The Sourdough Bread Dough Rule You Should Never Break

During the pandemic, learning how to make homemade sourdough bread seemed to top the list of new activities and hobbies people picked up to occupy their time. Baking can serve as a great stress reliever for some people, and mastering the art of crafting sourdough provided a fun challenge and a much-needed distraction from all the unfortunate news filling our social media and news feeds.

A LendingTree survey conducted in 2021 found that six out of 10 Americans started a new hobby in 2020 amid the height of the COVID-19 pandemic. The most popular pastime people took up was reading, followed secondly by baking or cooking.

Preparing sourdough bread became a sensation partly because it requires time and careful attention to detail, as noted by Taste of Home. That, and the finished product looks pretty on camera for sharing to social media feeds — and one thing people were sorely missing during the earliest parts of the pandemic were those personal connections. After all, we were spending so much time apart from friends and family. 

If you are looking to throw your chef's hat in the sourdough bread ring, one key rule to always remember is the importance of dough hydration, or the water-to-flour ratio in your bread recipe (via Real Simple).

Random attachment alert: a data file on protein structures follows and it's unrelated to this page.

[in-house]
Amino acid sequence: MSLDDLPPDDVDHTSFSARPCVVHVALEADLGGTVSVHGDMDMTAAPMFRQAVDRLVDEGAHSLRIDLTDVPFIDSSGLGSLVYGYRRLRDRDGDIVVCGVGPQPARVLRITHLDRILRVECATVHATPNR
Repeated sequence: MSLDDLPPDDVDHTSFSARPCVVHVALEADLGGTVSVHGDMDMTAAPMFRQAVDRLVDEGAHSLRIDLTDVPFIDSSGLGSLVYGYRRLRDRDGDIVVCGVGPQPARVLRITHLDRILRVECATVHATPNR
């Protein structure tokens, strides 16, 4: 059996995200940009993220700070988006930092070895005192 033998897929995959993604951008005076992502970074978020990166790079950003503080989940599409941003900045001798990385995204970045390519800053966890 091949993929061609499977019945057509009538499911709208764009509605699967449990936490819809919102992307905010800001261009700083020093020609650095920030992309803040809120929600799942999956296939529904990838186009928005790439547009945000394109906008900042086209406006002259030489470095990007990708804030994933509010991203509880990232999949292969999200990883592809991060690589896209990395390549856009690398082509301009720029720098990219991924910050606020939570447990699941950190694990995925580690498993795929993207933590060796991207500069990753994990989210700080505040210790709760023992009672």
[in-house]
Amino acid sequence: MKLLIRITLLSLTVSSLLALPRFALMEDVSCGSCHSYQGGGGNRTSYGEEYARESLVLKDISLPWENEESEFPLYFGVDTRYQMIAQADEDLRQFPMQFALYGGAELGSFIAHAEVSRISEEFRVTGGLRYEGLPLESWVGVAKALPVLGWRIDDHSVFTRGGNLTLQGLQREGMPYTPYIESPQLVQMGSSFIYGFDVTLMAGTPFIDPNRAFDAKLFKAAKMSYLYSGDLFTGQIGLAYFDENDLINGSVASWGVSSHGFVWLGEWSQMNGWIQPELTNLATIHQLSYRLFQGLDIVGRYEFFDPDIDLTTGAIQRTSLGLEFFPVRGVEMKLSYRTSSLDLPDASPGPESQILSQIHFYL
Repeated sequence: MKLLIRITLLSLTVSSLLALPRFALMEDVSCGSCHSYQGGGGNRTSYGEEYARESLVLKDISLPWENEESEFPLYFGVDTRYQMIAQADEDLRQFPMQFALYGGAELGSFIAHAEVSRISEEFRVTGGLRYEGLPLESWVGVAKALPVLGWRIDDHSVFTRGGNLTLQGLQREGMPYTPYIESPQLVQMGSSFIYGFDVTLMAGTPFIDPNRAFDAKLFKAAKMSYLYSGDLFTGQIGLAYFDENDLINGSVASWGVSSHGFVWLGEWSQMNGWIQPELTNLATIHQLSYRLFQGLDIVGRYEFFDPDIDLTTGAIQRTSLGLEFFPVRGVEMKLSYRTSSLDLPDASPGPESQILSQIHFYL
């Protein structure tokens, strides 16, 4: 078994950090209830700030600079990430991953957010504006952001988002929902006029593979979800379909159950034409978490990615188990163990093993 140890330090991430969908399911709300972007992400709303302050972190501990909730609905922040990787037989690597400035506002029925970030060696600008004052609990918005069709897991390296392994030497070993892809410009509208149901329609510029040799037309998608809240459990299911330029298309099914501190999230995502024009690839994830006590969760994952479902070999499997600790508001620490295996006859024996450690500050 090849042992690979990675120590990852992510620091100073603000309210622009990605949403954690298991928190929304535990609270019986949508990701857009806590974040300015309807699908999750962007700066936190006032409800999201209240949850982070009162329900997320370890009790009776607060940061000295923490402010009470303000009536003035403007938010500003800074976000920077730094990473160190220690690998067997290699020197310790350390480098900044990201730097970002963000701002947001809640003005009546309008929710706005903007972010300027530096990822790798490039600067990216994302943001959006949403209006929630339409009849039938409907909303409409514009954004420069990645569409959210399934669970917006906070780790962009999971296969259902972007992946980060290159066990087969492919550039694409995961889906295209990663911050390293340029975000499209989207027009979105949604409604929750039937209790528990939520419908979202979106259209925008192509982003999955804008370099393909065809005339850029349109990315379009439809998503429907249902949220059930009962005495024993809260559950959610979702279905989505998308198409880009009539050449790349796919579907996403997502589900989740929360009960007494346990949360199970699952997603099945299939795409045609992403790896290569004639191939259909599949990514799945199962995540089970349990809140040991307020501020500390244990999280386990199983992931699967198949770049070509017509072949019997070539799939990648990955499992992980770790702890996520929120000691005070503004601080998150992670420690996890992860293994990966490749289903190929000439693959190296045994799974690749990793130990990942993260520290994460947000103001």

Hydration impacts fermentation

The higher the hydration in the dough, the better, according to Real Simple. The outlet even recommends aiming for a specific amount once you have the hang of baking sourdough and you're ready to hone your talents and experiment a bit. A good rule of thumb for creating the tastiest sourdough is achieving a 70% or higher level of hydration.

Sourdough baking blog Leavenly describes dough hydration as the "foundation of every sourdough recipe." It impacts everything in the baking process from fermentation time and shaping to texture. The higher the hydration percentage, the more rapid the fermentation of the sourdough. Though the blog advises that sourdough amateurs start by using 70% hydration and then gradually tweaking their percentages higher as they get a better handle on fermentation, it qualifies that there is no "right hydration," just what works best for the individual baker.

The Pantry Mama offers a simple guide on how to calculate hydration percentages for sourdough recipes. This outlet also suggests 70% as the sweet spot for beginners, noting that a higher hydration level can produce sourdough with a thinner, crispier crust as opposed to the chewier texture of lower hydration sourdoughs, among other benefits. Once you've got the hang of it, perform some trial runs with your percentages to find your own Goldilocks' version of sourdough bread.

Now, go forth and make the best rustic sourdough bread.